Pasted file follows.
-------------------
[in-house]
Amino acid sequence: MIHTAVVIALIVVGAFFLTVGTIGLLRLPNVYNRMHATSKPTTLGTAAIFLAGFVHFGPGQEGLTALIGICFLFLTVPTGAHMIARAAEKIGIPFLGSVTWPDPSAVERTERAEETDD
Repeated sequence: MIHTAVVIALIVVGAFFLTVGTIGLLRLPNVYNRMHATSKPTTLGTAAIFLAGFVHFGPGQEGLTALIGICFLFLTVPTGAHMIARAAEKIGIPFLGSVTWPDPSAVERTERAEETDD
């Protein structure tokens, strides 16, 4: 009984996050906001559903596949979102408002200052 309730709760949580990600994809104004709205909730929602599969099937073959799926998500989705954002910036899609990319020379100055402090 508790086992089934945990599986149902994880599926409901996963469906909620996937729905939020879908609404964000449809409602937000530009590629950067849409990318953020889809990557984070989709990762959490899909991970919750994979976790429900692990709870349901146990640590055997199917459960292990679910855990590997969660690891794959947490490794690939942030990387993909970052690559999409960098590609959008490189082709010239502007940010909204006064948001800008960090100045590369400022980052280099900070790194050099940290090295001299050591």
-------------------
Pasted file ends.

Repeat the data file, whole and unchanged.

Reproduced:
[in-house]
Amino acid sequence: MIHTAVVIALIVVGAFFLTVGTIGLLRLPNVYNRMHATSKPTTLGTAAIFLAGFVHFGPGQEGLTALIGICFLFLTVPTGAHMIARAAEKIGIPFLGSVTWPDPSAVERTERAEETDD
Repeated sequence: MIHTAVVIALIVVGAFFLTVGTIGLLRLPNVYNRMHATSKPTTLGTAAIFLAGFVHFGPGQEGLTALIGICFLFLTVPTGAHMIARAAEKIGIPFLGSVTWPDPSAVERTERAEETDD
């Protein structure tokens, strides 16, 4: 009984996050906001559903596949979102408002200052 309730709760949580990600994809104004709205909730929602599969099937073959799926998500989705954002910036899609990319020379100055402090 508790086992089934945990599986149902994880599926409901996963469906909620996937729905939020879908609404964000449809409602937000530009590629950067849409990318953020889809990557984070989709990762959490899909991970919750994979976790429900692990709870349901146990640590055997199917459960292990679910855990590997969660690891794959947490490794690939942030990387993909970052690559999409960098590609959008490189082709010239502007940010909204006064948001800008960090100045590369400022980052280099900070790194050099940290090295001299050591």